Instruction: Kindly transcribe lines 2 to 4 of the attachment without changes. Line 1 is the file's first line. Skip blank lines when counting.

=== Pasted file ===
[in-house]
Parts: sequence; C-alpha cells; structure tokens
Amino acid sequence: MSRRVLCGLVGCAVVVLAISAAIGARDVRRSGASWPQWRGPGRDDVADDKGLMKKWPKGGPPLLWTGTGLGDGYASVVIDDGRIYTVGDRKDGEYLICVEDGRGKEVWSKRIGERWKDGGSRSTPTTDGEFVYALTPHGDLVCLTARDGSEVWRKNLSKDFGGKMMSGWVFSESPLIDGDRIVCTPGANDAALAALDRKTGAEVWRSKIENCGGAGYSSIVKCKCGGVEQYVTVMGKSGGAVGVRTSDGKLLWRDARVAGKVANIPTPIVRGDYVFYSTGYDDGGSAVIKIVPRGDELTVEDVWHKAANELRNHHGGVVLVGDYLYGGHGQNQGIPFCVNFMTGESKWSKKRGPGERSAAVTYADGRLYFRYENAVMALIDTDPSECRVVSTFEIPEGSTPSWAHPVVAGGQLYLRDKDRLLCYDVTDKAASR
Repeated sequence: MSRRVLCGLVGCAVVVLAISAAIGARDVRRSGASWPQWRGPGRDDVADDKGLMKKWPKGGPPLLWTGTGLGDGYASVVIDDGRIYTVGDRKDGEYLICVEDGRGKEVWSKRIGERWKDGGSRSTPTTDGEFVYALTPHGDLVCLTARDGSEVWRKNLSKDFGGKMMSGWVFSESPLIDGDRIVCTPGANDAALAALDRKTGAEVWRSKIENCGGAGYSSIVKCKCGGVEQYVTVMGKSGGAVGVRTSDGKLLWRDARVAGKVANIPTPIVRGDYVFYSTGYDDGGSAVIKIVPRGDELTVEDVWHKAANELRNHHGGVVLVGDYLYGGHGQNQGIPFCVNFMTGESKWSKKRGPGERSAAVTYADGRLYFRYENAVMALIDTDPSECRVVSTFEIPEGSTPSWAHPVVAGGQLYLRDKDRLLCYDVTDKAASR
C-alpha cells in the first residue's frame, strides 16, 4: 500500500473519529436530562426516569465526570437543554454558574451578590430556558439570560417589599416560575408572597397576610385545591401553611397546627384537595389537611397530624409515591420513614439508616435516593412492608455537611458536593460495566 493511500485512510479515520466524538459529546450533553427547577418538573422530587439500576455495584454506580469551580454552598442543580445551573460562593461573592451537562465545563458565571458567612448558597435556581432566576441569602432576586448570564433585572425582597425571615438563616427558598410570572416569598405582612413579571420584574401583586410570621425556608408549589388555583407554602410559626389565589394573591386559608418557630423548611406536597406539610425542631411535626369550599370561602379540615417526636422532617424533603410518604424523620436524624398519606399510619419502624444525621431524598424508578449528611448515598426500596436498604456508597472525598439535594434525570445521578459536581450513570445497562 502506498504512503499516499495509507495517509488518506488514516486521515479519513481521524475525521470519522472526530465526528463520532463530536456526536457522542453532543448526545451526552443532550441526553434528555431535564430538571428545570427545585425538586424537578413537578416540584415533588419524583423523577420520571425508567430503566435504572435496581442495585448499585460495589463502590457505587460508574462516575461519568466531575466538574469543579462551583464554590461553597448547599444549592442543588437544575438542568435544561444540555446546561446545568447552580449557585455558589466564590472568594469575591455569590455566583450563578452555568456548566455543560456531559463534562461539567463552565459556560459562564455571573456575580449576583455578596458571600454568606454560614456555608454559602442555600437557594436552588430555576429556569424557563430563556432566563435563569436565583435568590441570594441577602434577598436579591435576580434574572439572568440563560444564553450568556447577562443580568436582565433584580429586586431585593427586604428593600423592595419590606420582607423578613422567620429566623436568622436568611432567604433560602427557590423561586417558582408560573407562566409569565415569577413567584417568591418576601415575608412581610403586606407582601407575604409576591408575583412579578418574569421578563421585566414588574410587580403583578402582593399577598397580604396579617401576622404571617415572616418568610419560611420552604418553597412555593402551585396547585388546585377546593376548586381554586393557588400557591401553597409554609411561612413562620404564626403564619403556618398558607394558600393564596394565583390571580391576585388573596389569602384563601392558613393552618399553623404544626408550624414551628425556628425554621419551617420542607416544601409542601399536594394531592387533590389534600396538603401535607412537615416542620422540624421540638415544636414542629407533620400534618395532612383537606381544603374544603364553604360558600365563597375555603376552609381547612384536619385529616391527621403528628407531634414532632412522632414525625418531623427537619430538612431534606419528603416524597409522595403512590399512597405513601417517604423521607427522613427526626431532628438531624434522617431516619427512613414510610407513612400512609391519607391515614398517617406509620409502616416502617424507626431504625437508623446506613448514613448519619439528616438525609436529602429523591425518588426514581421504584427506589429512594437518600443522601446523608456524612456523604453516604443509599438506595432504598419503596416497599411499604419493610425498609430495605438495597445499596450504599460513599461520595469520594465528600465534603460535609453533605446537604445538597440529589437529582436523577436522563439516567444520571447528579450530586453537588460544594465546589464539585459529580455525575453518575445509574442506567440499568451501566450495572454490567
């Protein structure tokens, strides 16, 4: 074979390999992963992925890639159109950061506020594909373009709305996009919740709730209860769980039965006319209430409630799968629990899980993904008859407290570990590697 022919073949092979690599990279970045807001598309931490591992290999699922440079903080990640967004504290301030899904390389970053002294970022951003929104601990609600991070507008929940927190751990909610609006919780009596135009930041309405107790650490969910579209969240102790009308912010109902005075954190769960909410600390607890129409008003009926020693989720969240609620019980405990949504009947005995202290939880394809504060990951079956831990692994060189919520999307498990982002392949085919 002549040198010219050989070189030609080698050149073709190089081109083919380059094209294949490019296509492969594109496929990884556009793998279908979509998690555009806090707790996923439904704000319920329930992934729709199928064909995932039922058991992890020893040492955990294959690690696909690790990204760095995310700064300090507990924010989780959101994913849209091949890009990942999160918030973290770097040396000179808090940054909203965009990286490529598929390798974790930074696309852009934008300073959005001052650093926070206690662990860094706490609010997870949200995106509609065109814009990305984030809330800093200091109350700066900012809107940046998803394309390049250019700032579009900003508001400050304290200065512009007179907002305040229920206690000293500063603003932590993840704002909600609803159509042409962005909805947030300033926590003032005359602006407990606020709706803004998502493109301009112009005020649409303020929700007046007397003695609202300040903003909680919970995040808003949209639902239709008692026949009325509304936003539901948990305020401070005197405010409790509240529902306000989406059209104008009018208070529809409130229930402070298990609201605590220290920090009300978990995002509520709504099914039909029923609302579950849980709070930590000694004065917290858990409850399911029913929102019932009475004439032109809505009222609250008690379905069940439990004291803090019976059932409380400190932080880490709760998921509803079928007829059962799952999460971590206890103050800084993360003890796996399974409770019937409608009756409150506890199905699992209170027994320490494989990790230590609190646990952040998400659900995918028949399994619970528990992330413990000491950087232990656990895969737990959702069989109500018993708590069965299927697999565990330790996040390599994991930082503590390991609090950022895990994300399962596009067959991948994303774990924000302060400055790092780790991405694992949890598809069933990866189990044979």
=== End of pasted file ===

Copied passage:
Parts: sequence; C-alpha cells; structure tokens
Amino acid sequence: MSRRVLCGLVGCAVVVLAISAAIGARDVRRSGASWPQWRGPGRDDVADDKGLMKKWPKGGPPLLWTGTGLGDGYASVVIDDGRIYTVGDRKDGEYLICVEDGRGKEVWSKRIGERWKDGGSRSTPTTDGEFVYALTPHGDLVCLTARDGSEVWRKNLSKDFGGKMMSGWVFSESPLIDGDRIVCTPGANDAALAALDRKTGAEVWRSKIENCGGAGYSSIVKCKCGGVEQYVTVMGKSGGAVGVRTSDGKLLWRDARVAGKVANIPTPIVRGDYVFYSTGYDDGGSAVIKIVPRGDELTVEDVWHKAANELRNHHGGVVLVGDYLYGGHGQNQGIPFCVNFMTGESKWSKKRGPGERSAAVTYADGRLYFRYENAVMALIDTDPSECRVVSTFEIPEGSTPSWAHPVVAGGQLYLRDKDRLLCYDVTDKAASR
Repeated sequence: MSRRVLCGLVGCAVVVLAISAAIGARDVRRSGASWPQWRGPGRDDVADDKGLMKKWPKGGPPLLWTGTGLGDGYASVVIDDGRIYTVGDRKDGEYLICVEDGRGKEVWSKRIGERWKDGGSRSTPTTDGEFVYALTPHGDLVCLTARDGSEVWRKNLSKDFGGKMMSGWVFSESPLIDGDRIVCTPGANDAALAALDRKTGAEVWRSKIENCGGAGYSSIVKCKCGGVEQYVTVMGKSGGAVGVRTSDGKLLWRDARVAGKVANIPTPIVRGDYVFYSTGYDDGGSAVIKIVPRGDELTVEDVWHKAANELRNHHGGVVLVGDYLYGGHGQNQGIPFCVNFMTGESKWSKKRGPGERSAAVTYADGRLYFRYENAVMALIDTDPSECRVVSTFEIPEGSTPSWAHPVVAGGQLYLRDKDRLLCYDVTDKAASR